The department's critical incident report, written by Tomas Fithian, a security and emergency management administrator at Washington State Department of Corrections, where Corrections Director Scott Frakes worked before coming to Nebraska in February, made several recommendations on use of deadly force.

Those included reviewing the policy on the use of warning shots to ensure they serve as an imminent warning to the immediate use of deadly force, adding another officer to the tower 6 a.m.-10 p.m. and adding an audible warning system to the tower for broadcast to the yard.

The team also suggested adding less-lethal options to the tower and a red-dot sight or scope to the tower weapon to improve accuracy. And to consider revising weapons qualification training for tower officers to cover firing from an elevated position.

The department's corrective action plan said less-lethal options for the tower have been ordered and training protocols have been established. As of the end of August, the use-of-force policy has been updated regarding warning shots and controlling movement thereafter. And adjustments have been made in training to improve accuracy in shooting from a higher angle.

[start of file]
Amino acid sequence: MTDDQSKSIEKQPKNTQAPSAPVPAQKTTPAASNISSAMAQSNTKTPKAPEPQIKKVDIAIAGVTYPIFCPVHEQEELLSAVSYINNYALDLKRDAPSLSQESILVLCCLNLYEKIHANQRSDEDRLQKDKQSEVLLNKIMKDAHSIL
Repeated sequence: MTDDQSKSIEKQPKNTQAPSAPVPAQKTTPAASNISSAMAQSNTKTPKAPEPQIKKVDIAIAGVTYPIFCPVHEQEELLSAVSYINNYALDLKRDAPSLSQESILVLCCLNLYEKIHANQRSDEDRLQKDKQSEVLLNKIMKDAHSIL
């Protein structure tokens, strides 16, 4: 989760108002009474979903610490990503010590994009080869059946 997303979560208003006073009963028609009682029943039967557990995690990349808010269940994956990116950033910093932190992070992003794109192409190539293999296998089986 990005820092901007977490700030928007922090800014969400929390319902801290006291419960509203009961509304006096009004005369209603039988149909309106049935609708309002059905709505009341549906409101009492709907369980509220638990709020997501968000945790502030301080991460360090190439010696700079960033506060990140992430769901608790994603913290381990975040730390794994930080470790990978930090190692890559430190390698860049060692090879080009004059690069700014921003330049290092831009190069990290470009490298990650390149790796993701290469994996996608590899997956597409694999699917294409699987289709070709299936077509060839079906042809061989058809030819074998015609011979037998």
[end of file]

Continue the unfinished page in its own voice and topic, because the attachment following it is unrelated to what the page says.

“I appreciate the effort and get-it-done attitude that has been displayed by staff,” Frakes said last week in announcing progress on the corrective plan.

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Reach the writer at 402-473-7228 or jyoung@journalstar.com. On Twitter @LJSLegislature.